Christa Romanosky

Hitting A Dog On A Back Country Road

Water just wants to ply with sky, 
ride upon a variable, string you along 

as charge for the horizon. You read a lot,
lap the neighborhood twilight, eat only 

purple things: eggplant, wine. React to insult 
with so sue me, offend enemies: I know you are

but what am I? Get to the “i” section of dictionary
without ever seeing ibex.  Gravity’s reverse  

archeology, you never get high enough 
to let anything go. You are twenty-five, an accumulator

of bar tabs. A tobacco rub, belly dawning a routine 
beneath your coat. Always a hangover you won’t forget—

Greene County never left you. Deep in alfalfa-lined   
highway, an elkhound rushes

your truck. You dig entropy, but everything 
resists.  Blood traffic, dashing towards creeks

to lave daylight.  Animal gutter, you leave it 
behind, to a bar where there are 

no birthdays, no one misses, has to 
kiss you. You read about impact in the books.

I Move Into a Brand New Studio With Dr. Kevorkian


Dislocation, the body count: we are in cahoots. Simulated altitude, the hype, the Freon rumble of sky. First a geriatric, then a comatose, on it goes. Then we are alone in this studio apartment, and like a doper, I notice the veins in the walls. There is a tv and a dj turntable, an iris in a vase knocked-over. “This is good,” I tell myself. “This is living.”  We make little diagrams of Thanatrons, engage in tantric yoga, vegetarianism, we are growing wise to the process. 


“You’ve gone overboard,” he says, when I color my Thanatron green. 
He prefers things that lie parallel to the horizon, and I’m willing 

to accessorize.  I wear stripes in all my memories, I am only twenty-four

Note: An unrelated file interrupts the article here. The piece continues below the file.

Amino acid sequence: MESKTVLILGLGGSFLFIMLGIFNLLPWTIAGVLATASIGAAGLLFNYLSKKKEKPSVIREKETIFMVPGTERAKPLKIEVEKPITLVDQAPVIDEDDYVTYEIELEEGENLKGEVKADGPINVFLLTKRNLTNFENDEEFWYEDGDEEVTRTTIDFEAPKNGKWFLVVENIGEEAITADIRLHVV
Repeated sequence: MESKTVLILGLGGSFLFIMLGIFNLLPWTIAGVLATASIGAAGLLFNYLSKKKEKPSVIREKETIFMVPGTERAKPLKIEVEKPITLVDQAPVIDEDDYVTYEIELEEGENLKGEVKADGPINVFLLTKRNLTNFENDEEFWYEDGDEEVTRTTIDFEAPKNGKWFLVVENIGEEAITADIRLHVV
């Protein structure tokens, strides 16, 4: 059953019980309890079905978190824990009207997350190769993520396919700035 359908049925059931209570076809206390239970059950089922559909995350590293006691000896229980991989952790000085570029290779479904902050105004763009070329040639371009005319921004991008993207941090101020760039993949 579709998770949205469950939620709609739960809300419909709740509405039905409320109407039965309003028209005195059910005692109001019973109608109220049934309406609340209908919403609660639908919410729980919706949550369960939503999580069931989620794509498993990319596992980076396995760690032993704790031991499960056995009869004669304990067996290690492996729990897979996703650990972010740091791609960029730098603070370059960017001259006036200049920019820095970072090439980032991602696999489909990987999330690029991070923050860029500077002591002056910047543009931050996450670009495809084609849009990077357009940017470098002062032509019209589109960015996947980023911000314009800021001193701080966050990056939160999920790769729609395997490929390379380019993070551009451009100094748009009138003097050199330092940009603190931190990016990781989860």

and Dr. Kevorkian shows me his gun. I show him

my pill collection.  We touch. Affection, yes, I want to be affected.  Talk to me, 
I tell him. Let me touch these hands.  While I take a shower, he melts the records 

over the stove. No one knows. How we fight our own music, 
these are my hands, too. My hair is wet when I lay down on the turntable. Better yet, 

analgesic unhealing, and out of the fumes, I make myself an orphan. He diagnoses 
the silence as terminal. “Prove it,” I say. “I need proof.” 


                                    I watch my veins, and we divide 
the assets. 
                                    “I’m lying,” I say. “I prefer living 
                                    This is good,” he says, “lying is a favorable condition.” 
In this studio apartment
                                    We listen to the I.V. drip. I push buttons. 
I am getting too old
                                    for this, I tell him, we are livid.

Christa Romanosky is Pittsburgh, PA native. Her poems have been published in The Kenyon Review Online, Cream City Review, Columbia Poetry Journal, North American Review, and elsewhere. Her fiction is featured in The Kenyon Review Online, Cincinnati Review, and is forthcoming in Boston Review.